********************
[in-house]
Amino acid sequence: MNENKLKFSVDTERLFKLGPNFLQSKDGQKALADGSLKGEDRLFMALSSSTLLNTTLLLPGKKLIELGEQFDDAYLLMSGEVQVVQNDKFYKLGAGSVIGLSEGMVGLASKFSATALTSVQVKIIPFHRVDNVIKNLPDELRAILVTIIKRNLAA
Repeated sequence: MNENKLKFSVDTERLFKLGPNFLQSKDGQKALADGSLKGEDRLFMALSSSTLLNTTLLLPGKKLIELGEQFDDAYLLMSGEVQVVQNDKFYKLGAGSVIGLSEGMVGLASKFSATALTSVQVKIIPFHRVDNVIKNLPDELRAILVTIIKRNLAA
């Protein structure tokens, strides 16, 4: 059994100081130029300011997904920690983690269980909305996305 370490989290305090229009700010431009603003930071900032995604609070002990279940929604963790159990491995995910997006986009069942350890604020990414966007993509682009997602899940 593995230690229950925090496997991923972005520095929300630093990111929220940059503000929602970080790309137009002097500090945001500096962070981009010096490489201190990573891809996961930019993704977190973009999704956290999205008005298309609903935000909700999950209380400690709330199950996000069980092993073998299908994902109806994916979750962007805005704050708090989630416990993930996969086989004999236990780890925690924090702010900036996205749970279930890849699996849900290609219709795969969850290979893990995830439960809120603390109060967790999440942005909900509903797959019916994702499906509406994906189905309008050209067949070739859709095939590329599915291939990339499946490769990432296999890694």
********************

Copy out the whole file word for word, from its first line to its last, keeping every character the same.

[in-house]
Amino acid sequence: MNENKLKFSVDTERLFKLGPNFLQSKDGQKALADGSLKGEDRLFMALSSSTLLNTTLLLPGKKLIELGEQFDDAYLLMSGEVQVVQNDKFYKLGAGSVIGLSEGMVGLASKFSATALTSVQVKIIPFHRVDNVIKNLPDELRAILVTIIKRNLAA
Repeated sequence: MNENKLKFSVDTERLFKLGPNFLQSKDGQKALADGSLKGEDRLFMALSSSTLLNTTLLLPGKKLIELGEQFDDAYLLMSGEVQVVQNDKFYKLGAGSVIGLSEGMVGLASKFSATALTSVQVKIIPFHRVDNVIKNLPDELRAILVTIIKRNLAA
């Protein structure tokens, strides 16, 4: 059994100081130029300011997904920690983690269980909305996305 370490989290305090229009700010431009603003930071900032995604609070002990279940929604963790159990491995995910997006986009069942350890604020990414966007993509682009997602899940 593995230690229950925090496997991923972005520095929300630093990111929220940059503000929602970080790309137009002097500090945001500096962070981009010096490489201190990573891809996961930019993704977190973009999704956290999205008005298309609903935000909700999950209380400690709330199950996000069980092993073998299908994902109806994916979750962007805005704050708090989630416990993930996969086989004999236990780890925690924090702010900036996205749970279930890849699996849900290609219709795969969850290979893990995830439960809120603390109060967790999440942005909900509903797959019916994702499906509406994906189905309008050209067949070739859709095939590329599915291939990339499946490769990432296999890694």